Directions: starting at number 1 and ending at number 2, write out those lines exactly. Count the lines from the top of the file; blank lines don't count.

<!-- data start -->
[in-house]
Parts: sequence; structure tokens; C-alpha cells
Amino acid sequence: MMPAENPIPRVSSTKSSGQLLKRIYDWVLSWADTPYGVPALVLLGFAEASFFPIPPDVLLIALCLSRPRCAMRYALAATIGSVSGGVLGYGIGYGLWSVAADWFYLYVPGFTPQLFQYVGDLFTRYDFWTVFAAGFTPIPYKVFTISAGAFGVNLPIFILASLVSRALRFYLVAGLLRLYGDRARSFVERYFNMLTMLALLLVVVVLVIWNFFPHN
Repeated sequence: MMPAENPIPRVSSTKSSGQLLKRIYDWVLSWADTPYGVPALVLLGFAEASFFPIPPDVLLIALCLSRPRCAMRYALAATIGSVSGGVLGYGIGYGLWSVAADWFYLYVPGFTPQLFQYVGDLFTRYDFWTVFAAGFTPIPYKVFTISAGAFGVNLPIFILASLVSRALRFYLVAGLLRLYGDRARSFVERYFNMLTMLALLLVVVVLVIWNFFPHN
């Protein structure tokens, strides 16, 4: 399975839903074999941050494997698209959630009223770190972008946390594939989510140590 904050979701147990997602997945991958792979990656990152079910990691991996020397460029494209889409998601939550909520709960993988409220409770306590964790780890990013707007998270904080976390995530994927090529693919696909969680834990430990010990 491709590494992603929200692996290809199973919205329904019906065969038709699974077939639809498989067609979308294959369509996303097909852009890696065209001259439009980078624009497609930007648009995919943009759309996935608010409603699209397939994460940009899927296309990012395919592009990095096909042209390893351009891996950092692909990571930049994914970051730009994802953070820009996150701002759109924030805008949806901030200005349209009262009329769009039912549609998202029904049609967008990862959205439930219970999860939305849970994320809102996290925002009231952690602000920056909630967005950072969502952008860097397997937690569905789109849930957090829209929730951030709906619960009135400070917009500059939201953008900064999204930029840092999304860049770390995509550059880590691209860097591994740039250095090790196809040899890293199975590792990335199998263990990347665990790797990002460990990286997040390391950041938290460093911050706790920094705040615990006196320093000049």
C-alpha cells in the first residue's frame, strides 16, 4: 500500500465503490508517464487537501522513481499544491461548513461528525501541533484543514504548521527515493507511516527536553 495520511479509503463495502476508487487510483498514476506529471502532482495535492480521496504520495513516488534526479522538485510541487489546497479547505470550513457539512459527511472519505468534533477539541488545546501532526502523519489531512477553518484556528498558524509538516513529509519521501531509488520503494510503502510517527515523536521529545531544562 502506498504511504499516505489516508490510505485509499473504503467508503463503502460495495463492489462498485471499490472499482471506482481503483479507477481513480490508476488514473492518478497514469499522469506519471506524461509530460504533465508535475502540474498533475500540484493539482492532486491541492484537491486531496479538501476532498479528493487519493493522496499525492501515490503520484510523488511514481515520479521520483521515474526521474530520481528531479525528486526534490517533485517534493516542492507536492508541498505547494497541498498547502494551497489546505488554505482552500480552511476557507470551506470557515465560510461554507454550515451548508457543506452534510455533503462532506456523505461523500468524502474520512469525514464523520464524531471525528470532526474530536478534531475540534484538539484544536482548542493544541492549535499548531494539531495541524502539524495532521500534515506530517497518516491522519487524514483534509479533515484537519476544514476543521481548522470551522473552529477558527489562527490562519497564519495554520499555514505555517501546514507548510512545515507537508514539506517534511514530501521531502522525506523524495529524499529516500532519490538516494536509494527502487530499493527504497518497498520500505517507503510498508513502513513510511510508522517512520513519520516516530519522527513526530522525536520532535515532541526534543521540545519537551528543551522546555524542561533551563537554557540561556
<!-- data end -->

[in-house]
Parts: sequence; structure tokens; C-alpha cells